Despite recognizing the importance of reclamation, a significant proportion of the land opened up by the Indonesian coal mining industry has not been reclaimed. According to a 2017 report, only 40% of the total area opened for mining has benefited from reclamation work (Ministry of Energy and Mineral Resources, personal communication, 2018). Meanwhile, there is also a discrepancy between the scale of the overburden (OB) area, the disposal area, and the reclamation area in the coal mining sites. In 2017, reclamation work had been carried out on only about 33% of the OB disposal area (Mining Company, Annual Report, 2008–2017). The reasons for this are complex: Among the many problems cited are technical problems, low environmental awareness, lack of human resource capacity, improper management, and the misperception that reclamation is a burden rather than a productive activity. Currently, there is little environmental management data related to reclamation works at mine sites in Indonesia, and there have been few comprehensive evaluations of reclamation activities. According to the regulations mentioned above (MoEF no. P.60/2009 and MoEMR no. 7/2014), the evaluation of the reclamation activities at a mining site should consider the success of land preparation, revegetation, and construction work, including erosion and sedimentation control, and completion. However, the studies of reclamation works do not include observations of the full-range reclamation work, and typically are focused on assessing the extent of the revegetation.
The focus of evaluations of the revegetation efforts in coal post-mining land sites in Indonesia [5,6,7] has been limited to vegetation development and growth. These studies have assessed such parameters as the height of the trees and the diameter of the tree trunks over a period of time. While these studies provide some insight into the condition of the reclamation area, they do not show include sufficient information about the complete reclamation process [8]. Reclamation performance and the impact of reclamation work in terms of changes to the ecosystem have not been widely considered. In one study, the impacts of the reclamation of mined land on the ecosystem and changes to the environment were evaluated in terms of the impact on hydrology functions [9]. In other studies, the assessment of ecosystem processes and services, such as carbon sequestration [10], and the carbon stocks [11], offers valuable monitoring methods for evaluating the success of reclamation work [12]. In these studies, however, the various reclamation activities are undertaken, and the impact of these tasks was not evaluated in detail. For example, the carbon emissions from machinery and heavy equipment used in the land preparation part of the reclamation works have not been considered.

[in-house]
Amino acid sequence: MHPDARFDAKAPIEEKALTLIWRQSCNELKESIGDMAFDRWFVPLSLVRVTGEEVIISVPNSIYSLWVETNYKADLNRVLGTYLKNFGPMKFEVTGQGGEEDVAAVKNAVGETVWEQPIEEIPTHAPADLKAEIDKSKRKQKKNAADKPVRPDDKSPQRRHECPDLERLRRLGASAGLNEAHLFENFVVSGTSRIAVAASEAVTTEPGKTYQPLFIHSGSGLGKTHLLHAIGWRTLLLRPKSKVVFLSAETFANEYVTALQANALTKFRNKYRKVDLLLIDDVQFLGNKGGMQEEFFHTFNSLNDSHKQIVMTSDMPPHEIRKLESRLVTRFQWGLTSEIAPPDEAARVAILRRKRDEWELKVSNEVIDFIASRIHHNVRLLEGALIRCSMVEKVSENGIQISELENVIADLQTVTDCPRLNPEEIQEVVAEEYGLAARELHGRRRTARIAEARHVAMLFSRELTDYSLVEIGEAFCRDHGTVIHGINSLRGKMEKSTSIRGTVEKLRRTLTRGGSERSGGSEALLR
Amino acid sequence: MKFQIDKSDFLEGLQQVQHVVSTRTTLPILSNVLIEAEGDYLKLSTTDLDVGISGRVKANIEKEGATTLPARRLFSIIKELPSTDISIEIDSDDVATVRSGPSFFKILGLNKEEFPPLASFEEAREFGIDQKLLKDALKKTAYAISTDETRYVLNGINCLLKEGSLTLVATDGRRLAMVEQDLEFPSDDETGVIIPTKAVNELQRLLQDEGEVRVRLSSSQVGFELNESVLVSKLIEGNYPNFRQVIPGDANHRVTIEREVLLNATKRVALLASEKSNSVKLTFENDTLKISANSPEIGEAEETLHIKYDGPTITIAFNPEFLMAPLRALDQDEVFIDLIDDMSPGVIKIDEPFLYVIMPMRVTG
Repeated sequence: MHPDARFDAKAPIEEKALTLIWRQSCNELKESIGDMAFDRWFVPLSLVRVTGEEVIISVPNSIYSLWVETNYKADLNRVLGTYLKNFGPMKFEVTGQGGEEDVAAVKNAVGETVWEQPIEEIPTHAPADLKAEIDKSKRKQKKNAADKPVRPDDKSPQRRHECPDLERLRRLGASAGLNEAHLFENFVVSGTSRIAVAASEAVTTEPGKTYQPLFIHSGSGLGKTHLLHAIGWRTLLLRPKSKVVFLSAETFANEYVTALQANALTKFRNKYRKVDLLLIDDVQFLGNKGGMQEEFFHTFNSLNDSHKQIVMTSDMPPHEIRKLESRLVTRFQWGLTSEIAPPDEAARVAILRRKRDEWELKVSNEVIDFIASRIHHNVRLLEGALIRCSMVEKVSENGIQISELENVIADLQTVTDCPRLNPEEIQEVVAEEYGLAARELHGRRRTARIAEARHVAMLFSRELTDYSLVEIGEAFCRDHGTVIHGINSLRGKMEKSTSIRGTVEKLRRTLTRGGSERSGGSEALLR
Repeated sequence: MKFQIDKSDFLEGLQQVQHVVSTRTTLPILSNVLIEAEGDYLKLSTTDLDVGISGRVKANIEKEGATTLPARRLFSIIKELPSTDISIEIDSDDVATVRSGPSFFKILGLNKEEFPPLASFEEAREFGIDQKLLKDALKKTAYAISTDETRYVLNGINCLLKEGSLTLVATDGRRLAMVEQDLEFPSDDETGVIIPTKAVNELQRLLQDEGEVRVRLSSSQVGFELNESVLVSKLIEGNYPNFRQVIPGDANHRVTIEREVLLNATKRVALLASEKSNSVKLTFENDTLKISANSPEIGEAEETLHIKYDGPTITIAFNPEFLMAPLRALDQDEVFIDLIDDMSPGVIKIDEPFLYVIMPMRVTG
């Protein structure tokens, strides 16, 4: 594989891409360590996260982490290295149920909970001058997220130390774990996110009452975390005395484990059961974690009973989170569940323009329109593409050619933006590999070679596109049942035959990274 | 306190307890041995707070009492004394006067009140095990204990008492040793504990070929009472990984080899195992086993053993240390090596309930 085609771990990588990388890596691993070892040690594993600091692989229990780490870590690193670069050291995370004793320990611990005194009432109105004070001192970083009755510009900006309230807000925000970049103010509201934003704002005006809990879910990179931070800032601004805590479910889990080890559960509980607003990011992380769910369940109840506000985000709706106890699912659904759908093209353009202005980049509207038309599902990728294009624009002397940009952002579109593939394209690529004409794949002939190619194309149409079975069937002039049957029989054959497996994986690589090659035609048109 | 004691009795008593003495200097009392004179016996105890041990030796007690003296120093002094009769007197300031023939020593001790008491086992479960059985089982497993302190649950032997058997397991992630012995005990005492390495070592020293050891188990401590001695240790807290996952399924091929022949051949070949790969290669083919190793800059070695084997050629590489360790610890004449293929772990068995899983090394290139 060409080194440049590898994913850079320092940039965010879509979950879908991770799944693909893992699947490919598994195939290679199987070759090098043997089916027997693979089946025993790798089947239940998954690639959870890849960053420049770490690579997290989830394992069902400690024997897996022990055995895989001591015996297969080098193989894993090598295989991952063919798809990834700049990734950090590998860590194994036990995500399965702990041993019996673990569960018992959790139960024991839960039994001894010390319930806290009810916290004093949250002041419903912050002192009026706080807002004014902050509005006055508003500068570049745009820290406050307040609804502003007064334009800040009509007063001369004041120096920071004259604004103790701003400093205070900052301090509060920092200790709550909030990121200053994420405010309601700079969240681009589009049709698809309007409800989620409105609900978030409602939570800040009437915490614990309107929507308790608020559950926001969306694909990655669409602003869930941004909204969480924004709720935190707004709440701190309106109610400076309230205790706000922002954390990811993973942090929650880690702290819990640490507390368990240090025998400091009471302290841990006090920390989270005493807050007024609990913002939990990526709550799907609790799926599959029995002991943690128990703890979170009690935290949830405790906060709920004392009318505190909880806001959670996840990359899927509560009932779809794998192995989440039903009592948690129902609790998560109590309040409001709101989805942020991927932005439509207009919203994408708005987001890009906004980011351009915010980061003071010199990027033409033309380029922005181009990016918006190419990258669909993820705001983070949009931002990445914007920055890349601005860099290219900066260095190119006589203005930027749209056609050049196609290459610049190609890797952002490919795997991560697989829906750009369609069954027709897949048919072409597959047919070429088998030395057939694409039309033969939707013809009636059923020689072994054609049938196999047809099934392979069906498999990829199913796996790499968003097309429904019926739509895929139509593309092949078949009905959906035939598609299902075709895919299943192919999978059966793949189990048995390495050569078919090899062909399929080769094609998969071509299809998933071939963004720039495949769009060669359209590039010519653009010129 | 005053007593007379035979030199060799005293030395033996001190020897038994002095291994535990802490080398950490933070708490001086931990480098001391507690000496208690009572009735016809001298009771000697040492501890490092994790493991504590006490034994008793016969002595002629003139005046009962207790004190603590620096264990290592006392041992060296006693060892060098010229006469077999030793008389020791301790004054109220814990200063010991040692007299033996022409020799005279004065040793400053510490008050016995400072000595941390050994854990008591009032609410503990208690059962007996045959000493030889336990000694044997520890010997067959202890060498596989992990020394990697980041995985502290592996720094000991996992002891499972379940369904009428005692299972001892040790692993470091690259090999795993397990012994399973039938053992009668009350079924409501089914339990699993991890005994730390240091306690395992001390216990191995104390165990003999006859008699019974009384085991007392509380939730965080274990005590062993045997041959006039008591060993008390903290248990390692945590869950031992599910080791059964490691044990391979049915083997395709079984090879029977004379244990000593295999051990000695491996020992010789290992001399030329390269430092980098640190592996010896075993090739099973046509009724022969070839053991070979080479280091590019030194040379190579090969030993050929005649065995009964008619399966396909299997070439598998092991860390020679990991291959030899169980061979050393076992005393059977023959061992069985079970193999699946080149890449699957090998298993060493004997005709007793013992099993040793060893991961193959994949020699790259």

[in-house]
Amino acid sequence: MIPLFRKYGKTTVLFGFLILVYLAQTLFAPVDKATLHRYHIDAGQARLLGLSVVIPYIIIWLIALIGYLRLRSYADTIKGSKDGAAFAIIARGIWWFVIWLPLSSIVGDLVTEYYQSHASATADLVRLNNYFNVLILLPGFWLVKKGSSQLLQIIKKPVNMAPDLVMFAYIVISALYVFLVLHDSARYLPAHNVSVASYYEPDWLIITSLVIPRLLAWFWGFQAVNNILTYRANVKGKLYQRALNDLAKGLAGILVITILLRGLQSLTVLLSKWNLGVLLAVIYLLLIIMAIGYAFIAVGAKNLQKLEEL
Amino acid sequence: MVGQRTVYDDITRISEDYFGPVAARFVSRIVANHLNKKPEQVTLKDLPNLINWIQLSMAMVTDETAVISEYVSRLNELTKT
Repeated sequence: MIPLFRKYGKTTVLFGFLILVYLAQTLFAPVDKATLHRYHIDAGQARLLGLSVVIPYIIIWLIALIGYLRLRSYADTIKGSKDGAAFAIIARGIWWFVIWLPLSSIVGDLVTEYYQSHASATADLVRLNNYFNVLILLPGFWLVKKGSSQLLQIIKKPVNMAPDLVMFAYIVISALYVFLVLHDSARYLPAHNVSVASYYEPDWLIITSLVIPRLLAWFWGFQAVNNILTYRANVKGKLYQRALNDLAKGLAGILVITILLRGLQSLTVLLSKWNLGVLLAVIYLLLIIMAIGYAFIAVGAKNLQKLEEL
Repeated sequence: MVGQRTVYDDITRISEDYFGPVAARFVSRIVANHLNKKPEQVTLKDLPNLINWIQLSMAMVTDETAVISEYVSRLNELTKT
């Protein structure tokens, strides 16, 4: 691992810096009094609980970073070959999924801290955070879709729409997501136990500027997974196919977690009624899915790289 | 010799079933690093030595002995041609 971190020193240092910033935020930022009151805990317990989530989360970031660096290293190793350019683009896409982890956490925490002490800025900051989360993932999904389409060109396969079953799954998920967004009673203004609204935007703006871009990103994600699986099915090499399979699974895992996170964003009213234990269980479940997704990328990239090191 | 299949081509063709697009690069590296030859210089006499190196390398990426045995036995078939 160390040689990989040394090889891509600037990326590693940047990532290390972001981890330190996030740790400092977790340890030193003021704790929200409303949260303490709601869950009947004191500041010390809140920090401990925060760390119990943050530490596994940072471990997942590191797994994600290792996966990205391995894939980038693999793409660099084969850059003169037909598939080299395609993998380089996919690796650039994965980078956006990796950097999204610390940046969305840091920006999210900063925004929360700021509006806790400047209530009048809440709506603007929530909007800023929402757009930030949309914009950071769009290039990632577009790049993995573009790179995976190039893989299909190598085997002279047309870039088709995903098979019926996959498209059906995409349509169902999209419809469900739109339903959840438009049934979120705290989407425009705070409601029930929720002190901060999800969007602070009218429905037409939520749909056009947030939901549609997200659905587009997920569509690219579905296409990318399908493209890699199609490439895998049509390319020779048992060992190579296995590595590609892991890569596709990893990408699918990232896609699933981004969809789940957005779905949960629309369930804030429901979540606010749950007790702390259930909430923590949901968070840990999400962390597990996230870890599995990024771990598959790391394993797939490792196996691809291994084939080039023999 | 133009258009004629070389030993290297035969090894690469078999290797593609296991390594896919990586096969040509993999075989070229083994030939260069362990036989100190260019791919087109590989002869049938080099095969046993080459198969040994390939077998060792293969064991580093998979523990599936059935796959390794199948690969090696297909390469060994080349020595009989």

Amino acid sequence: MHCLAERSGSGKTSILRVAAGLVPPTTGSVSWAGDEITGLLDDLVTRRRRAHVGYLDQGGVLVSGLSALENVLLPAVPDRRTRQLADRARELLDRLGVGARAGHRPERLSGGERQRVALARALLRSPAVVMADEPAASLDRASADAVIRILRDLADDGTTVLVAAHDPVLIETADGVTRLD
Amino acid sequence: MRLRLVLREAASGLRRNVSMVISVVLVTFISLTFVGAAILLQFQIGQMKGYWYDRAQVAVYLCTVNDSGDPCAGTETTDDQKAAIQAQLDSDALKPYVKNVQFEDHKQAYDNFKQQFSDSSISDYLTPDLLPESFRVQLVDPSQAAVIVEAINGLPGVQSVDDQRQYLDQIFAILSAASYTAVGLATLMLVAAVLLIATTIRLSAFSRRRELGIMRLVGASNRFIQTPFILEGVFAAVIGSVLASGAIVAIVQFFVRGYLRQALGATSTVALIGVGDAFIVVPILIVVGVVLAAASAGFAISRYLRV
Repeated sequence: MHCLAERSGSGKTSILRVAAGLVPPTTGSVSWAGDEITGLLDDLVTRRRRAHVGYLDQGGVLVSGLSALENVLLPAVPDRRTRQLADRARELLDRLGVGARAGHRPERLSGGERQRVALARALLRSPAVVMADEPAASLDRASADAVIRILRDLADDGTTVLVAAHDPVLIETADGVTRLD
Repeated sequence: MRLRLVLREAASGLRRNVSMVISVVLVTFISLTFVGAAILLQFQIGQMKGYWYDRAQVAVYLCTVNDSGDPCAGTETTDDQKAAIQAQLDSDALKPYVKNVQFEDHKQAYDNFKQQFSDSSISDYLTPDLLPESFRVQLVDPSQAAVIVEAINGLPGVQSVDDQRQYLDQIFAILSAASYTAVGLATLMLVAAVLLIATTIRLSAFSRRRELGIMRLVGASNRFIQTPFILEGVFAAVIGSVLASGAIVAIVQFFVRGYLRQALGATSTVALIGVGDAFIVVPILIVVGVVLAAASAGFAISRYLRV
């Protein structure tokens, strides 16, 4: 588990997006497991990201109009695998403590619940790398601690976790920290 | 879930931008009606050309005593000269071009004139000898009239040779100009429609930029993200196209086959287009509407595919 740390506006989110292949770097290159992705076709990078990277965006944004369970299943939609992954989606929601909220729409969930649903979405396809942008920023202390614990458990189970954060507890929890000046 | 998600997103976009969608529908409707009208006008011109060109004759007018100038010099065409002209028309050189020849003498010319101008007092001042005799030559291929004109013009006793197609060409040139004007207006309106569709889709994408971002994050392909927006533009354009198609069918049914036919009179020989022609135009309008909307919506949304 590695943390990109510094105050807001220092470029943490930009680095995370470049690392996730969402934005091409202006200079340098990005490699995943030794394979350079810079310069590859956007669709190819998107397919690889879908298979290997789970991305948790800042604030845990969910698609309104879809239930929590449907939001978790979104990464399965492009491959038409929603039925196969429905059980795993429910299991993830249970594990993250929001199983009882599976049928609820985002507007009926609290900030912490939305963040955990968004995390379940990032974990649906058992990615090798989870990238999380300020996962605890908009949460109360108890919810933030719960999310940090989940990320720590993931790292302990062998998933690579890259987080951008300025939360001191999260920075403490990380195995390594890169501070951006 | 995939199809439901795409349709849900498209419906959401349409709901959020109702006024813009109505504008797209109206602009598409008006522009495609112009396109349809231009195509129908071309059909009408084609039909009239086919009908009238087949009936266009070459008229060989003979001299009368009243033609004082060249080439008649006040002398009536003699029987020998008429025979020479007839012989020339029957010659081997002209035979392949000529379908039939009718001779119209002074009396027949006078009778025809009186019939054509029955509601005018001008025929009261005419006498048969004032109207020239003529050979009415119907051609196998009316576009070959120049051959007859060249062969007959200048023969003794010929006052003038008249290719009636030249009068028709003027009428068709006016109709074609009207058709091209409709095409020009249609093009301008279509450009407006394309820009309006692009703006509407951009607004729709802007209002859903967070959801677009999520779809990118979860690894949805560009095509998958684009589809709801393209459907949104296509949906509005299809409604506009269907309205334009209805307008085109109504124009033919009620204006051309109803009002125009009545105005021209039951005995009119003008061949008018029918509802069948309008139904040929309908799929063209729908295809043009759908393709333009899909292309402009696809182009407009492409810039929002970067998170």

The increase in carbon dioxide (CO2) emissions from vehicle and machinery fuel use, due to reclamation activity at Indonesian coal mining sites has yet to be determined. Likewise, the amount of energy, resources, and materials consumed during the reclamation processes has not been determined. In the context of global efforts to make radical transformations in the effort to become a low carbon society, it is important to consider the potential of reclamation work at coal mining sites to contribute to carbon sequestration. Indeed, the economic value of reclaiming mined land in Indonesia has not been considered. This may well be because most of the advantages of reclamation are in terms of ecosystem services that have no direct economic value, or the mining companies may not fully understand their responsibility to carry out extensive reclamation work. Ecosystem services refer to the benefits (valuable services and goods) provided by the ecosystem to support human well-being, categorized as provisioning, supporting, regulating, and cultural services [13]. The opportunities to further explore the potential of reclamation are hindered by the propensity of companies not to take their responsibility for reclamation work seriously.